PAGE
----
Kevin Bailey, writing in Earth Island Journal, has good news for conscientious consumers. The Monterey Bay Aquarium Seafood Watch has a long list of unsustainable shellfish choices—except for abalone from a California aquaculture company. Abalone cultivation isn’t easy and Kevin takes us through the operation’s ebbs and flows. Also read The Western Flyer, Kevin’s book about a boat with a John Steinbeck connection.
Honeybee colony collapse, Sylvia Kantor @kantors discovers, might be halted by mycologists as well as entomologists. In a story for Crosscut, Sylvia talks with a mushroom expert and a Washington State University bee researcher who are finding compounds from mushrooms, and maybe even certain fungi themselves, that protect bees from parasites and viruses. Sweet.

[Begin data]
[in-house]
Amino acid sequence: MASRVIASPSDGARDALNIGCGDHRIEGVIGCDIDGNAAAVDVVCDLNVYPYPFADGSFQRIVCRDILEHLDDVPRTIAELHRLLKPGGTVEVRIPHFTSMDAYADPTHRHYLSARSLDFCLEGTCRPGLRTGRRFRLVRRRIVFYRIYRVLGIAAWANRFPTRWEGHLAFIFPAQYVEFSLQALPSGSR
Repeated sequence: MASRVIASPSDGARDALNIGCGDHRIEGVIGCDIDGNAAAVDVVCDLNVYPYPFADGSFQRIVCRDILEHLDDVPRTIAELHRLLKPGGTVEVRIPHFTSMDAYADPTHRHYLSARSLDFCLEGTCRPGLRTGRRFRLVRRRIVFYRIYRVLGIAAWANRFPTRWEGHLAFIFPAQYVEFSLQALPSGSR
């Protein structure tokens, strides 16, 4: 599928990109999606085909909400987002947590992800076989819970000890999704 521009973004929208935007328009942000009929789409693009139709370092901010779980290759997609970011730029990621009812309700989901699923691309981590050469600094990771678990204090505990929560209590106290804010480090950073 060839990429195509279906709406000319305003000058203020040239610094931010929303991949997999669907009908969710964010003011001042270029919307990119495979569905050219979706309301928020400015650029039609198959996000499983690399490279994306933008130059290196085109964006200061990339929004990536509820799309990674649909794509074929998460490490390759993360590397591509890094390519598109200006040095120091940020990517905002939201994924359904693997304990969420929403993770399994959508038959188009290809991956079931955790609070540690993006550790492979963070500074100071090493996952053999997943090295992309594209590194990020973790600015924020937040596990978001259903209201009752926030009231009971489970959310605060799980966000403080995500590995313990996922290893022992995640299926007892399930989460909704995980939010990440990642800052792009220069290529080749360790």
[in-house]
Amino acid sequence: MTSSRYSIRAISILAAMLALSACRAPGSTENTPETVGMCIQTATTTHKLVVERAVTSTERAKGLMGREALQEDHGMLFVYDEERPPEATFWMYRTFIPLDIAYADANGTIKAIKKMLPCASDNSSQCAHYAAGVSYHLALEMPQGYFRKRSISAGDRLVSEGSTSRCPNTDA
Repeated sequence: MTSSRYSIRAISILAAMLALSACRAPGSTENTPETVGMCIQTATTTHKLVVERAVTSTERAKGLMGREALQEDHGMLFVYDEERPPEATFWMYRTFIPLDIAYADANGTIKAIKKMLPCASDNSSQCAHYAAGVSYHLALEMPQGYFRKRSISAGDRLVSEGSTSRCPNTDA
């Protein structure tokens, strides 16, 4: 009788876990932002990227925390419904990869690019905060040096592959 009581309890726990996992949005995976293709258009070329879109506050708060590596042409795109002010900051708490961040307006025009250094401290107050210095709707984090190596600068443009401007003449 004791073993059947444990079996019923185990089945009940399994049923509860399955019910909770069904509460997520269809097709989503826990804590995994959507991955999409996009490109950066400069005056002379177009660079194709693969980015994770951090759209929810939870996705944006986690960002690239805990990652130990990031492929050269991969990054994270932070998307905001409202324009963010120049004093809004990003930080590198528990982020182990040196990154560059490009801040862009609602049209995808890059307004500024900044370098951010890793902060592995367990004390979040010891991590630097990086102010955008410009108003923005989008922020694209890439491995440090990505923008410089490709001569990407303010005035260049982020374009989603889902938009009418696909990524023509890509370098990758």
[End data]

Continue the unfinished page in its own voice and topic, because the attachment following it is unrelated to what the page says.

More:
Sandra Ripley Distelhorst has a first-author Lancet Oncology paper on optimizing breast cancer care in low- and middle-income countries. The comprehensive summary lays out the latest recommendations from the Breast Health Global Initiative, co-sponsored by Fred Hutchinson Cancer Research and Susan G. Komen for the Cure. Sandra is senior writer and editor for Northwest Health Communications.
The European Union, says Kris Freeman, wants its members to join together in harmony, at least when sharing health data. In Environmental Health Perspectives, Kris writes that data from 17 countries can be combined to study exposure patterns to compounds such as mercury, cadmium and nicotine. This is an important step toward developing common reference values for exposure across the EU.
In New York Times Magazine, Bonnie Rochman @brochman tells of taking her 10-year-old daughter to For Girls Only, a facts-of-life class for preteens and their parents.Embarrassment ensues, quickly followed by laughs, then frank questions from the girls, with honest, sometimes humorous answers from the leader. No wonder this showed up on the Most Emailed list at the New York Times.